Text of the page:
The next print I noticed was about a chap called Charles Peace who became a fugitive when he shot his next door neighbour. At the time he had been having an affair with his neighbour’s wife and became known as the Banner Cross Murderer after the terrace where he lived in Sheffield. Charles stained his face, dyed his hair black, and took to wearing glasses and lived with Susan Grey in a house in south east London. They called themselves Mr. and Mrs. Thompso and were regular church-goers and held musical evenings where Charles would show off his skill on the violin and recite poetry. Charles’s legal wife was kept out of sight in the basement. By night Charles went out in his pony and trap, with his violin case full of tools, and burgled houses but finally got his comeuppance when PC Robinson caught him breaking and entering in Blackheath. His walnut stain and spectacles disguise was exposed, and Charles was tried for murder, but being transported by train he made a final bid for freedom though a window, but he was caught. His last words during his last meal. After treating his warders to a sermon on how a good Christian faces death, he said his last words.  After looking at his plate he calmly announced “this is bloody rotten bacon”.

Another print informs us that Mary Tudor chose Winchester Cathedral for her wedding to Prince Philip of Spain. She was the daughter of King Henry VIII and his first wife, Catherine of Aragon, and the couple exchanged vows on 25 July, 1554. Winchester was chosen for various reasons. By far the most important was the security risk due to the fragile relationship with Spain and the location also played a key role. Philip travelled by sea and docked at Southampton, so the city was conveniently situated and the Spanish Prince was escorted by an impressive armada. Mary was accompanied on the last stage of her journey by 3,000 horsemen and 300 bowmen.  The date was chosen to coincide with St James’s Day, celebrating the patron saint of Spain and the cathedral was decorated with 12 Flanders tapestries, each about 30 feet long, telling the story of the Conquest of Tunis by Philip’s father. The couple left for Spain, and lived in Barcelona, Madrid and Seville, but religious persecution during Mary’s reign led to her nickname ‘Bloody Mary’ because during the last three years of her life, some 300 people were burned at the stake.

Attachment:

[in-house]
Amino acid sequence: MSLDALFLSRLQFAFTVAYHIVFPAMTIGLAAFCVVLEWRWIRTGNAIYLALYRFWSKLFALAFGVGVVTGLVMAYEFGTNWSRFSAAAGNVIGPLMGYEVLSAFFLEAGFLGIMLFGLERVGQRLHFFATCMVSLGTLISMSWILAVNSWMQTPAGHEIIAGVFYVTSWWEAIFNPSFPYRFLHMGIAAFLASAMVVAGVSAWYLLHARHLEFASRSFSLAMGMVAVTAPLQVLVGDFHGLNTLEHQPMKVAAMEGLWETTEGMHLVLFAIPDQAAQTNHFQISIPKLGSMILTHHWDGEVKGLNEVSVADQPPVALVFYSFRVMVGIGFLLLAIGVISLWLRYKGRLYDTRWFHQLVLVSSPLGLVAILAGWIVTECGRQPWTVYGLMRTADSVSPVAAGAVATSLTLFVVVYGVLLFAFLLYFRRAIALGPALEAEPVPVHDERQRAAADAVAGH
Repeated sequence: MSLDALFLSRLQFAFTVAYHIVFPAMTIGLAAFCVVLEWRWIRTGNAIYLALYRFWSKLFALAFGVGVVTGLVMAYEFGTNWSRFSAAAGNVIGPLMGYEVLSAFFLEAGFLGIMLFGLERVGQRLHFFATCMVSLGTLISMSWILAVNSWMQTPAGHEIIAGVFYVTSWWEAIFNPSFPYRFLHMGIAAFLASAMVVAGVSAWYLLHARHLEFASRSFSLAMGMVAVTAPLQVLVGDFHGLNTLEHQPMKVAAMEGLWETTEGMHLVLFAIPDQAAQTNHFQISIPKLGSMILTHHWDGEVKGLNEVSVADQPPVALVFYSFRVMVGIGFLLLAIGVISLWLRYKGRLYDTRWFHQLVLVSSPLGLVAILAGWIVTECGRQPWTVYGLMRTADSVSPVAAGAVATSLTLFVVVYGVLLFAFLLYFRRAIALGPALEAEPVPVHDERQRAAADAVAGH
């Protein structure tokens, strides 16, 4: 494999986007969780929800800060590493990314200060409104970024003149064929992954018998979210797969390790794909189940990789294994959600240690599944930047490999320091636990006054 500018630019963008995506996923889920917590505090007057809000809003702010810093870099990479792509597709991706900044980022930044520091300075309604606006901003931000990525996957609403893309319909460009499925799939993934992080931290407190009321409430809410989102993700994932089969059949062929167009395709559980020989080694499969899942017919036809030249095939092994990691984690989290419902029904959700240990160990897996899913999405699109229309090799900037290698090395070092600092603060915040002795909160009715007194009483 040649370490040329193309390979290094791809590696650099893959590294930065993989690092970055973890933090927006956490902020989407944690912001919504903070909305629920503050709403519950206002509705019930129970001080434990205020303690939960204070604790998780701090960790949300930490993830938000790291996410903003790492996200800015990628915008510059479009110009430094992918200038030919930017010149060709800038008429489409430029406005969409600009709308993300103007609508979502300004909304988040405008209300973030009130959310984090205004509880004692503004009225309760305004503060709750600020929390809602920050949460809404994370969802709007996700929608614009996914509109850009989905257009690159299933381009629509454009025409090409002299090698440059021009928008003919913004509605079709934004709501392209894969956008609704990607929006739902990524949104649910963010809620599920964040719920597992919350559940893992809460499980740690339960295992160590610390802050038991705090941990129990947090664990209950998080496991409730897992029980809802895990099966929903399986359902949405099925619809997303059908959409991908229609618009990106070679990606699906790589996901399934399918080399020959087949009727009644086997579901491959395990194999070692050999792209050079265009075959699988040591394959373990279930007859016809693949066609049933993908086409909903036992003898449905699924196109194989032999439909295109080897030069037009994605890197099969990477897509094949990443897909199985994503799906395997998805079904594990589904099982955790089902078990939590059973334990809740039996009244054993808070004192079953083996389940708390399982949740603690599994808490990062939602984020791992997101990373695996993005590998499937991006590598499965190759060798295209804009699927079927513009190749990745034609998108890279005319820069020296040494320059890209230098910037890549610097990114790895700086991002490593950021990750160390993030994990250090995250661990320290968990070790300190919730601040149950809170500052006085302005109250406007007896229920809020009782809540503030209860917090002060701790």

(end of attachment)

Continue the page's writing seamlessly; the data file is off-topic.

The final print I looked at was of Winchester Castle and the Great Hall.  This was built on the orders of William the Conqueror and was the seat of government for the early Norman kings and within its walls were help the treasury, the exchequer and the Domesday Book. Today no part remains, but the foundations of William the Conqueror’s royal chapel and of an early 12th century keep can be seen in Castle Yard.  The castle itself was almost completely rebuilt during the reign of Henry III from 1216-72 and the king supervised the construction of the superb Great Hall from 1222-36. After a widespread fire in 1302, the castle lost its status as a royal residence, but none of its historical significance.  The Peninsula Barracks, originally the palace built by Sir Christopher Wren for King Charles I, stands on the site of the castle built by William the Conqueror, using as its west, south and east ramparts the old Roman wall, and adding an eastern side. A first royal palace was erected within the walls. The royal treasury was kept here, as was the Domesday Book.